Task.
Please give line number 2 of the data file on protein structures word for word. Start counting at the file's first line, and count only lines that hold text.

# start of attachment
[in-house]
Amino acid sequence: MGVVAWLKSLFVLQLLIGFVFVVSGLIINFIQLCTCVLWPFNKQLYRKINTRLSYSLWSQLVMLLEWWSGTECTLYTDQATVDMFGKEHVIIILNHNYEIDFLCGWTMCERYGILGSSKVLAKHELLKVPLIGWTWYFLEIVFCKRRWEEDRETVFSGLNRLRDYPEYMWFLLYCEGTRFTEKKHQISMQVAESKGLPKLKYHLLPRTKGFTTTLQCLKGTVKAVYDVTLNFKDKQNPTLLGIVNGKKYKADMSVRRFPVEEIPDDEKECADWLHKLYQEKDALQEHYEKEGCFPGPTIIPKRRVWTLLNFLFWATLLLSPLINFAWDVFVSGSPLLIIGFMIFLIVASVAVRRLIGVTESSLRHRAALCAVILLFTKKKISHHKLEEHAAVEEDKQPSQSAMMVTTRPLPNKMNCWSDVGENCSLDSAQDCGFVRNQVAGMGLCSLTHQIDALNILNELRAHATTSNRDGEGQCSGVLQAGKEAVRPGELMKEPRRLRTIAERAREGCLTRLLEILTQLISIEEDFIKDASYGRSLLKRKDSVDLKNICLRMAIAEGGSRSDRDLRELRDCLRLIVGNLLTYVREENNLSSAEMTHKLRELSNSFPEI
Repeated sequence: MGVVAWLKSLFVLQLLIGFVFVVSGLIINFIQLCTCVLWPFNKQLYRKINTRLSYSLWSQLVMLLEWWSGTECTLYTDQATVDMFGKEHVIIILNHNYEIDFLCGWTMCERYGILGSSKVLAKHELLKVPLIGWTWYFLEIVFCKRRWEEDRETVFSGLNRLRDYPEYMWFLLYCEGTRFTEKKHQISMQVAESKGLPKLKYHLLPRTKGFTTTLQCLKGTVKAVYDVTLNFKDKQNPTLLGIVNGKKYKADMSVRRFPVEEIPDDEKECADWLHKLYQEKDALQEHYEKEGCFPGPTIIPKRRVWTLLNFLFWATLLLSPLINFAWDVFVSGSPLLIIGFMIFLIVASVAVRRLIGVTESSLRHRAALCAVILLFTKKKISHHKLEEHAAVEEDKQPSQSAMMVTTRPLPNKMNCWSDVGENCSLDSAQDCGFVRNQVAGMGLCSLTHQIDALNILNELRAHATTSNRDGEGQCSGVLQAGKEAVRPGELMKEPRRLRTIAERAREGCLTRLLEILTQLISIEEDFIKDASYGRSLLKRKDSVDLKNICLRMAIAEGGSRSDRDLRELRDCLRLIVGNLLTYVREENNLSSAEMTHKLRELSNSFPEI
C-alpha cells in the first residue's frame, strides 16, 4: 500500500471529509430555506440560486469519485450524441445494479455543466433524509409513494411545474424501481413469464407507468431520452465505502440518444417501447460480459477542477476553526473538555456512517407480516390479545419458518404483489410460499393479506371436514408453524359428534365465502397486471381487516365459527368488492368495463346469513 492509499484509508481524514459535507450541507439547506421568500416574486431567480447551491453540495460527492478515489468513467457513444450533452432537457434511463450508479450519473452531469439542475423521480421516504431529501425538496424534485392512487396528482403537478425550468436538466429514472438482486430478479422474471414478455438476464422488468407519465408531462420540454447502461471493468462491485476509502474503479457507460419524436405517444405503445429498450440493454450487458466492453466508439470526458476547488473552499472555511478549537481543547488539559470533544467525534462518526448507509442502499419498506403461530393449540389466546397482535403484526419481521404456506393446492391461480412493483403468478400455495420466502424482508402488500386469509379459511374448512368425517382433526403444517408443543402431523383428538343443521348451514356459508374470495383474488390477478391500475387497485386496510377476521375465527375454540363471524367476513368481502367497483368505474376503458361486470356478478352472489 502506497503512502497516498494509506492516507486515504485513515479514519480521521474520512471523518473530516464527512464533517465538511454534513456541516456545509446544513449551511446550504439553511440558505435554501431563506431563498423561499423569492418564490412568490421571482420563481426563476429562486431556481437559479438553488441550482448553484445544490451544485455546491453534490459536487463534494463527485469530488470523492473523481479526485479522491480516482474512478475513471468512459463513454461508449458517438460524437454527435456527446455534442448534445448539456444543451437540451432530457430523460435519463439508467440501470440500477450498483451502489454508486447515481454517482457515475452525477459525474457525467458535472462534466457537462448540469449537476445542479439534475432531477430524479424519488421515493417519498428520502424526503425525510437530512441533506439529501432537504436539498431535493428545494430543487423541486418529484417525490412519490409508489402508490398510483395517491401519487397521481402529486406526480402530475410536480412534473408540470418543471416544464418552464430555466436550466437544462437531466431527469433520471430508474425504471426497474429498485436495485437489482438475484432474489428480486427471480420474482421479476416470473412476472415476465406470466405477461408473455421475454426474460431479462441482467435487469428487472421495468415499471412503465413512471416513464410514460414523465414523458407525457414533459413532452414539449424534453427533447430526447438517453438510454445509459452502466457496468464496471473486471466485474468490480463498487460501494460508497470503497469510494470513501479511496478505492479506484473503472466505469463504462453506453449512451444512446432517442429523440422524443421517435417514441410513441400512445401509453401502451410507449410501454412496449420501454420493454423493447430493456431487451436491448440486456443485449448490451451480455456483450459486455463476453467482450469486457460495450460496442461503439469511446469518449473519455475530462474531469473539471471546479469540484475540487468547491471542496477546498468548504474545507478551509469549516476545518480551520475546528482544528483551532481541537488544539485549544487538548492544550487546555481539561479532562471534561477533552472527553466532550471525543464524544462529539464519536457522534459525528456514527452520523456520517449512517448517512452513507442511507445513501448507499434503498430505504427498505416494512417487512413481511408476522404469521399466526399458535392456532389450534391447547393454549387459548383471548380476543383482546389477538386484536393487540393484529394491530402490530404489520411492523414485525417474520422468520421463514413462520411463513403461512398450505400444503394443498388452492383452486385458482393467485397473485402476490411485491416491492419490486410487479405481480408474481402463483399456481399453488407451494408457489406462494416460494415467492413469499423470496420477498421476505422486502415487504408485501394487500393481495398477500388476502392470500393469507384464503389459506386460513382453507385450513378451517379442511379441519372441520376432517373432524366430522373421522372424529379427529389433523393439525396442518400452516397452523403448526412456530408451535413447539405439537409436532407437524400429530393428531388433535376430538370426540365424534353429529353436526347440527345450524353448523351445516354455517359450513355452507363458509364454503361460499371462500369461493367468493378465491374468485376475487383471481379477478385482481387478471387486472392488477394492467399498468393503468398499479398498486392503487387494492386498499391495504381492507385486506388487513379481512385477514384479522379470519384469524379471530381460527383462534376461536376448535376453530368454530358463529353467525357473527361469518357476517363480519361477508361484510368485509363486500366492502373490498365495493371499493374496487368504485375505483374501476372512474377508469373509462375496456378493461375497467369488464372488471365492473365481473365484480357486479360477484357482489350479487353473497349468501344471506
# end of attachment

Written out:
Amino acid sequence: MGVVAWLKSLFVLQLLIGFVFVVSGLIINFIQLCTCVLWPFNKQLYRKINTRLSYSLWSQLVMLLEWWSGTECTLYTDQATVDMFGKEHVIIILNHNYEIDFLCGWTMCERYGILGSSKVLAKHELLKVPLIGWTWYFLEIVFCKRRWEEDRETVFSGLNRLRDYPEYMWFLLYCEGTRFTEKKHQISMQVAESKGLPKLKYHLLPRTKGFTTTLQCLKGTVKAVYDVTLNFKDKQNPTLLGIVNGKKYKADMSVRRFPVEEIPDDEKECADWLHKLYQEKDALQEHYEKEGCFPGPTIIPKRRVWTLLNFLFWATLLLSPLINFAWDVFVSGSPLLIIGFMIFLIVASVAVRRLIGVTESSLRHRAALCAVILLFTKKKISHHKLEEHAAVEEDKQPSQSAMMVTTRPLPNKMNCWSDVGENCSLDSAQDCGFVRNQVAGMGLCSLTHQIDALNILNELRAHATTSNRDGEGQCSGVLQAGKEAVRPGELMKEPRRLRTIAERAREGCLTRLLEILTQLISIEEDFIKDASYGRSLLKRKDSVDLKNICLRMAIAEGGSRSDRDLRELRDCLRLIVGNLLTYVREENNLSSAEMTHKLRELSNSFPEI